Hardly a week goes by when I don't speak out against the Australian Archives for just that.  I do it because I know a representative of the Archives is in 3 of the Australian Radio groups (different person in each group)  its called feedback and I do it when it is warranted, when I know the facts.  You can't condemn a person, persons, Archive for not sharing material they are legally bound not too, or that they have spent decades doing the research and expected to just hand it over.

The subject is boring and people will just do what they want anyway.

Ian

------ Original Message ------
From: "Richard Davenport" <klingon1@...>
Sent: 28/09/2021 11:25:38 AM
Subject: Re: [OldTimeRadioResearchers] Springbok Radio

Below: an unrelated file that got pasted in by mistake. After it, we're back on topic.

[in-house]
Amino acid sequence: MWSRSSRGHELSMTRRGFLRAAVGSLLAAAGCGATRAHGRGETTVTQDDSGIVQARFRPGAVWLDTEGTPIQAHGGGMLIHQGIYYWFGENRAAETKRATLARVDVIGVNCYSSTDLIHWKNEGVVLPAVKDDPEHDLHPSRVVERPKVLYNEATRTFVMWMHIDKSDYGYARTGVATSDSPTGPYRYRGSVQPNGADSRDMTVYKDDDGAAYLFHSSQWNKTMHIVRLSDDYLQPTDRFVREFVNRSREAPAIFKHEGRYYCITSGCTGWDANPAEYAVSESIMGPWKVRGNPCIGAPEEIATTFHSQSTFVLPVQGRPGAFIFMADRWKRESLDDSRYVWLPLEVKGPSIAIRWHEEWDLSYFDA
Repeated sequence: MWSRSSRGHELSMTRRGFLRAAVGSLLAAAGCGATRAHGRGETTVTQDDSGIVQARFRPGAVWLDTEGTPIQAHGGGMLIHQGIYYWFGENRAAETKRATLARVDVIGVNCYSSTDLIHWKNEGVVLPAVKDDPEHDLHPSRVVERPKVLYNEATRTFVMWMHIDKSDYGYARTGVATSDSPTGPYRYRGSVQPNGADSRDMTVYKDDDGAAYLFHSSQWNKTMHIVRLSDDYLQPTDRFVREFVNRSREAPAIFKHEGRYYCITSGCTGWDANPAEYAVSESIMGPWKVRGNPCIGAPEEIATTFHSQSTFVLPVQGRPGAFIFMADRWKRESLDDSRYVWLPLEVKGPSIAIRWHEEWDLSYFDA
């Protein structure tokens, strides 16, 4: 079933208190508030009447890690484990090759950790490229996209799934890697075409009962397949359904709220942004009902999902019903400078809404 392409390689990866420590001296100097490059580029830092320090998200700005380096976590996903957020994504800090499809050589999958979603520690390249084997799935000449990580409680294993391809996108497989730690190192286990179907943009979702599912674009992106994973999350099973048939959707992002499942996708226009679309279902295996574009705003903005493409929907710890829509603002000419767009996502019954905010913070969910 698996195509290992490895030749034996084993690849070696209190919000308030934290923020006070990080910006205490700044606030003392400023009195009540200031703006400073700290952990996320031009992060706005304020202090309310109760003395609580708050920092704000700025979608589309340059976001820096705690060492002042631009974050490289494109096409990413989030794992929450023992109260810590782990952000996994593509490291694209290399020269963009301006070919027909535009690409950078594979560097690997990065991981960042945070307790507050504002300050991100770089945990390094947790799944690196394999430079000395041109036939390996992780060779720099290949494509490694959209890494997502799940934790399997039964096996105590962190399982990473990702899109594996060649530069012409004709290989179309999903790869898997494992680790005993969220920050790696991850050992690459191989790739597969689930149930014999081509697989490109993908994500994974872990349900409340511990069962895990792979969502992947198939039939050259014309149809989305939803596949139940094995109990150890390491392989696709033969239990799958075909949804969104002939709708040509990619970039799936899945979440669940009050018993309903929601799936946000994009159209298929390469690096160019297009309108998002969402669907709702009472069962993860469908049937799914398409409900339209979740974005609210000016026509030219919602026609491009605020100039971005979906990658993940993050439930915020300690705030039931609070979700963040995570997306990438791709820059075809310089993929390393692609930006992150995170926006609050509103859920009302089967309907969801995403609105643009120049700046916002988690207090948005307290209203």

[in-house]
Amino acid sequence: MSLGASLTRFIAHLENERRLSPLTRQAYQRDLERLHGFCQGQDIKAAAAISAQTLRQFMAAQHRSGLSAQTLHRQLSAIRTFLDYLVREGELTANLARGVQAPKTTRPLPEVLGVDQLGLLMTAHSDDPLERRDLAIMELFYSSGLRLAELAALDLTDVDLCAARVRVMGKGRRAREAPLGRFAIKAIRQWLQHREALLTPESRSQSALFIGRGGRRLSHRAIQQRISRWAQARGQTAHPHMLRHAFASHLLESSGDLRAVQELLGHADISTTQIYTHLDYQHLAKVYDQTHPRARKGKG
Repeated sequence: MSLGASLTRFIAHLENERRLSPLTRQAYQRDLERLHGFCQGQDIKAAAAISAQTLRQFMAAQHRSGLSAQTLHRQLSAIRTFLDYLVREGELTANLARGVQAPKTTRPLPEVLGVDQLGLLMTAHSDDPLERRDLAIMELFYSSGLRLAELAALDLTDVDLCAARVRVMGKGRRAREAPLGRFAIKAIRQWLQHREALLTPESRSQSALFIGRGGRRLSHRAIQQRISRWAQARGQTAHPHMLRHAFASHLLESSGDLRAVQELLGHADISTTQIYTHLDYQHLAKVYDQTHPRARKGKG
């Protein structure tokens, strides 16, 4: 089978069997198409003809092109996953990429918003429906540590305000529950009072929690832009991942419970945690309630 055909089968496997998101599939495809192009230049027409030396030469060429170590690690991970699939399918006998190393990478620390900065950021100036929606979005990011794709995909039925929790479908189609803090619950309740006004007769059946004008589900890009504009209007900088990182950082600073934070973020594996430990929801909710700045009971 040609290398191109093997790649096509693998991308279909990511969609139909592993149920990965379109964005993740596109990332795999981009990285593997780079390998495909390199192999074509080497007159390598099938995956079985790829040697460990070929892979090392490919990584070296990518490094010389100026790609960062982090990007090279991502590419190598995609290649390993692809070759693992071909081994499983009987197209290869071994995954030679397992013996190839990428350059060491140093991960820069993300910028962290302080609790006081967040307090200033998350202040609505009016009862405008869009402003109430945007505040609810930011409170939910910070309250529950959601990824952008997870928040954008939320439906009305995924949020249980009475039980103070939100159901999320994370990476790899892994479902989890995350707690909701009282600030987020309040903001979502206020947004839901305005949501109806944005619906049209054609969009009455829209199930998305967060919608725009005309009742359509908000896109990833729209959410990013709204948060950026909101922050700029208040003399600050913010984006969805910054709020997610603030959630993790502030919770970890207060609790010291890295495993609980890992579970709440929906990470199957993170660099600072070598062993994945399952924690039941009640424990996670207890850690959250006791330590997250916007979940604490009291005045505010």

I fail to see what the big deal is about folks asking questions about SA radio.  I have found that some folks or institutions seem to really pucker up when it comings to sharing information or files.  I also have a passion for movie serials and have built a very comprehensive spreadsheet about what I believe to be every single one ever released.  I have a pretty decent collection of digital versions of the chapters of the various serials.  I will not name names but those of us here who appreciate a good serial probably know of to whom I refer.  It does the world no good if things are stuck in a dark warehouse on a shelf when the holder thinks there is some sort of monetary value in it as the most important aspect of having them.  I am a preserver and it irks me to no end when things sit around on dusty shelves and get forgotten about.  There are those with skills to digitize, restore and preserve these lost treasures of the past eras.  I also have a very large spreadsheet I maintain with information on all known radio shows.  It is far from complete but it is where I dump facts on the shows as I learn them.  I am working now on a complete listing of all FM&M shows so folks can check of what they have and need and have something to refer to as needed. 

Rick

Labor ipse voluptas